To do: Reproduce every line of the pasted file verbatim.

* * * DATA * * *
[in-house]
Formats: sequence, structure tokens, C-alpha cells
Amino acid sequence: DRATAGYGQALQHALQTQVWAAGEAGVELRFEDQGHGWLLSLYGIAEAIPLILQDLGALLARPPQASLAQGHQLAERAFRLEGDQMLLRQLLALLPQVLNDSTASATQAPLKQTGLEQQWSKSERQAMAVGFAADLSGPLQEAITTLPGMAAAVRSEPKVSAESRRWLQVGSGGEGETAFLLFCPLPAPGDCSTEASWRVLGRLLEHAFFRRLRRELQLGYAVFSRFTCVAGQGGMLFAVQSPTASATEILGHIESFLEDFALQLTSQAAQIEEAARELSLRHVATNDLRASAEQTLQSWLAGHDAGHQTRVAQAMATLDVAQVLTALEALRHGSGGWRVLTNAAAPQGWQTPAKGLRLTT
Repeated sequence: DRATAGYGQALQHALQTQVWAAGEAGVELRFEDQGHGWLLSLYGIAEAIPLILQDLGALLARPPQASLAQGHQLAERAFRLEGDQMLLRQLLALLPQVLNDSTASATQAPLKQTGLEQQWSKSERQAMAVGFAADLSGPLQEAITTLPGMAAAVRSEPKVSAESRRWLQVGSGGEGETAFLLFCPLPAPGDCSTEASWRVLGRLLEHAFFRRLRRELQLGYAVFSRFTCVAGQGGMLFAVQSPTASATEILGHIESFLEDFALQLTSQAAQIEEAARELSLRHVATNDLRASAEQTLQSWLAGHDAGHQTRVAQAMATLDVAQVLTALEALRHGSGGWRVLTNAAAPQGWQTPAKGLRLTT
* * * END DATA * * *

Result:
[in-house]
Formats: sequence, structure tokens, C-alpha cells
Amino acid sequence: DRATAGYGQALQHALQTQVWAAGEAGVELRFEDQGHGWLLSLYGIAEAIPLILQDLGALLARPPQASLAQGHQLAERAFRLEGDQMLLRQLLALLPQVLNDSTASATQAPLKQTGLEQQWSKSERQAMAVGFAADLSGPLQEAITTLPGMAAAVRSEPKVSAESRRWLQVGSGGEGETAFLLFCPLPAPGDCSTEASWRVLGRLLEHAFFRRLRRELQLGYAVFSRFTCVAGQGGMLFAVQSPTASATEILGHIESFLEDFALQLTSQAAQIEEAARELSLRHVATNDLRASAEQTLQSWLAGHDAGHQTRVAQAMATLDVAQVLTALEALRHGSGGWRVLTNAAAPQGWQTPAKGLRLTT
Repeated sequence: DRATAGYGQALQHALQTQVWAAGEAGVELRFEDQGHGWLLSLYGIAEAIPLILQDLGALLARPPQASLAQGHQLAERAFRLEGDQMLLRQLLALLPQVLNDSTASATQAPLKQTGLEQQWSKSERQAMAVGFAADLSGPLQEAITTLPGMAAAVRSEPKVSAESRRWLQVGSGGEGETAFLLFCPLPAPGDCSTEASWRVLGRLLEHAFFRRLRRELQLGYAVFSRFTCVAGQGGMLFAVQSPTASATEILGHIESFLEDFALQLTSQAAQIEEAARELSLRHVATNDLRASAEQTLQSWLAGHDAGHQTRVAQAMATLDVAQVLTALEALRHGSGGWRVLTNAAAPQGWQTPAKGLRLTT